That headline above poses one of the most important questions anyone can ever ask themselves. Unfortunately, it’s too often one of the last questions all of us ask of ourselves.
The question has a particular relevance for people working on the Hill. At the surface level, everybody in Congress, working for Congress, reporting on Congress, seeking to influence Congress and trying to get to Congress has beliefs, or at least claims to believe certain things.
But whatever you profess to believe, can you have absolute certainty that what you say you believe is what you actually believe, as reflected in what you think, do and say? And how do you know the difference between the one and the other?
Believe it or not (did you catch the pun?), I’m not referring to the professed political, religious or ideological beliefs that shape appearances, what you seem to be or what you want the world to think you are. What I am talking about are the beliefs at the core of your being that actually define who you are and determine what you do.
Why is this such an important question for congressional aides? It’s not simply that aides by definition work for somebody else and thus are routinely called on to defend, explain, conceal, justify or rationalize away what “the boss” says or does, or doesn’t say or do. It’s important because such a fixation can make it even more difficult than it normally is to ask ourselves the hard question headlined above.
Allow me to illustrate with an example from my own life and years on the Hill. Alcoholism runs in my family, a fact I was grimly aware of from a very early age. I saw what it can do, physically and emotionally, to people and families, the misery, pain, and emptiness. And I vowed early in my life to “never be that way.”
But then I came to Washington, D.C. and to the Hill. Booze was and is today quite prevalent. It’s not for nothing that Washington, D.C. routinely ranks among the top cities in America for per-capita alcohol consumption. Plus, a lot of people working on the Hill are only a few years past boozy campus cultures, which makes this a peculiarly relevant example.
If you’d asked me the first day on my first Hill job about drinking, I would have quickly said I would never let that become a problem, I grew up in an alcoholic home, saw what it did to people, etc. etc.
“A lot of people working on the Hill are only a few years past boozy campus cultures.”
But then over the months and years that followed, it became easier and easier to declare those things but then do quite the opposite. Places like the Tune Inn, Hawk N Dove (remember that one!?) and, especially, Bullfeathers became regular haunts.
“Pub grub” (self-explanatory) and “draft beer” (or bourbon, or whatever) and “networking” (jobs, allies) and “targets of opportunity” (come on, you know what this one means) became fixtures, creating the major rhythm of my life — work during the day, keep working in the night, and partying.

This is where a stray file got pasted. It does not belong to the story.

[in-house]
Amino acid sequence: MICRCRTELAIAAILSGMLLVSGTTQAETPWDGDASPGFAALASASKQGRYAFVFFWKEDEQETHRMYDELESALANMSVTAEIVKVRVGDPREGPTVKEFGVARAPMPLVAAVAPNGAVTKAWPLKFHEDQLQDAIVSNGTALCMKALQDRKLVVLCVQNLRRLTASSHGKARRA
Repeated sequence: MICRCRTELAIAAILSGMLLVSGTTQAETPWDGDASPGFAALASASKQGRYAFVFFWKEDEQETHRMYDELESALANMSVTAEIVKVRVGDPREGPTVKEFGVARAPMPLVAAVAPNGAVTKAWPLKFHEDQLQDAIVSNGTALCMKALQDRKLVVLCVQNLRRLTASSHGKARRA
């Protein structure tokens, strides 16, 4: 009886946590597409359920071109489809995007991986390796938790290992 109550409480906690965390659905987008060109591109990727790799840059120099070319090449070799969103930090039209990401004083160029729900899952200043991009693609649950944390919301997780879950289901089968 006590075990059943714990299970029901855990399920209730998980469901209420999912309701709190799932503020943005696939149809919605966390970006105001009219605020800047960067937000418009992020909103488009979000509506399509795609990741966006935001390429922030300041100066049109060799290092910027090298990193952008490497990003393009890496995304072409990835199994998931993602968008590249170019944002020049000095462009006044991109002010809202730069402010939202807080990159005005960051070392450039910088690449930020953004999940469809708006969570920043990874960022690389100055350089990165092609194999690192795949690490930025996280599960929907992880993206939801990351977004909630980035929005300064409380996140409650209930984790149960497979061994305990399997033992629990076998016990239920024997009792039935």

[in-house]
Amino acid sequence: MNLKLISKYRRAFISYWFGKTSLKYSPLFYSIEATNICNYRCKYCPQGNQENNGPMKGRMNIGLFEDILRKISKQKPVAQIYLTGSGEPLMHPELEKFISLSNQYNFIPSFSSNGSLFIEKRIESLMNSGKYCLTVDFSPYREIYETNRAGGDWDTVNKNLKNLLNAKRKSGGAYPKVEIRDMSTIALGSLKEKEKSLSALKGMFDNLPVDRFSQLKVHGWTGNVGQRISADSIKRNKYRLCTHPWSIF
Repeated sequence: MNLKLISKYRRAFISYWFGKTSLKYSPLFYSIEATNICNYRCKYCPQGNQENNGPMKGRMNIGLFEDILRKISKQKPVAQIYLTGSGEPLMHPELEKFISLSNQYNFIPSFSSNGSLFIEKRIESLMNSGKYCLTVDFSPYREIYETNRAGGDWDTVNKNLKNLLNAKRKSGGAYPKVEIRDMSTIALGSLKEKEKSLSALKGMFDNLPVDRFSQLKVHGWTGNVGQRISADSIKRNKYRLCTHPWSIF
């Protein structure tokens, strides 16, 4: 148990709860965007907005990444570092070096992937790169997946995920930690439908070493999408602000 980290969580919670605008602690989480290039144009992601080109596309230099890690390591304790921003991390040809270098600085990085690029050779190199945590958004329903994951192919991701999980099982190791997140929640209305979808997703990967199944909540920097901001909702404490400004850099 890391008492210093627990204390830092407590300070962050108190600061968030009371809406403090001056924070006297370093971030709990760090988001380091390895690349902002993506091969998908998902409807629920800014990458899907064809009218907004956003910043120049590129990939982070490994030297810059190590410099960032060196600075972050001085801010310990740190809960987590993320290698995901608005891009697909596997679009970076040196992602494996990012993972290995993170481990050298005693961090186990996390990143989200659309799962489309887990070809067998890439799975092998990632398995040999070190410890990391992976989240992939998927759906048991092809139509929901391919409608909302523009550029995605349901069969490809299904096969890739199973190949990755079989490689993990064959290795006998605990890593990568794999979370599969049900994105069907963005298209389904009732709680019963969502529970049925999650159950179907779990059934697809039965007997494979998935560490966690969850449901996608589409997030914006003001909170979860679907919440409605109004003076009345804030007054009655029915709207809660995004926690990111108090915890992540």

It took a long time but eventually I learned that sooner or later decisions do indeed have consequences in life and not just for me. Today, I thank my Lord Jesus Christ for the blessings of (29 years of) sobriety and a generous measure of the courage required for the honest self-awareness that requires regularly asking myself the headlined question above. Would that I had asked it sooner.
The point I’m getting at is this: The way to know if you really do believe what you tell yourself and the world you believe is to look at your actions and ask yourself: Are these the actions of somebody who believes X?
Jesus had no patience for hypocrisy, especially among those in high places. The 23d chapter of the book of Matthew in the New Testament is the “Woe to you, Scribes and Pharisees” scene in which He directly addressed the issue of personal authenticity:
“They do all their deeds to be seen by others. ***For they make their phylacteries broad and their fringes long, and they love the place of honor at feasts and the best seats in the synagogues and greetings in the marketplaces and being called ‘rabbi’ by others …
“Woe to you, scribes and Pharisees, hypocrites! For you clean the outside of the cup and the plate but inside they are full of greed and self-indulgence. You blind Pharisee! First clean the inside of the cup and the plate, that the outside may be clean …
“Woe to you, scribes and Pharisees, hypocrites! For you are like whitewashed tombs, which outwardly appear beautiful, but within are full of dead people’s bones and all uncleanness. So you also appear outwardly righteous to others , but within you are full of hypocrisy and lawlessness.”
But this isn’t simply a question of saying one thing and doing another. It’s why we all do that so often. It’s that “within you” (and me, and everybody else) that is the problem. Too often, we know what we should do, but we go right on doing the wrong thing. The Apostle Paul put it this way at Romans 7: 15 — “For I do not understand my own actions. For I do not do what I want, but I do the very thing I hate.”
And why is that? It’s that thing none of us these days wants to acknowledge exists but which is nevertheless an ever-present reality. And the solution is something many folks working on the Hill and off scoff at, choose to ignore, are afraid to think about, or have never heard it explained. It’s our sin problem, the one problem we can’t solve by ourselves.
Want to know more? Let me buy you a cup of coffee or a sparkling water or whatever at one of the Hill office complexes’ cafes or restaurants, and we’ll continue what could prove to be the most important discussion of your life. It changed mine in more ways than I can count, all of them for the good.
* This post originally appeared July 21, 2018, on HillFaith. It is re-published from time to time to encourage consideration of one of the most important questions any individual can confront.
*** Go here for an explanation of phylacteries and fringes in Jewish culture, ancient and modern.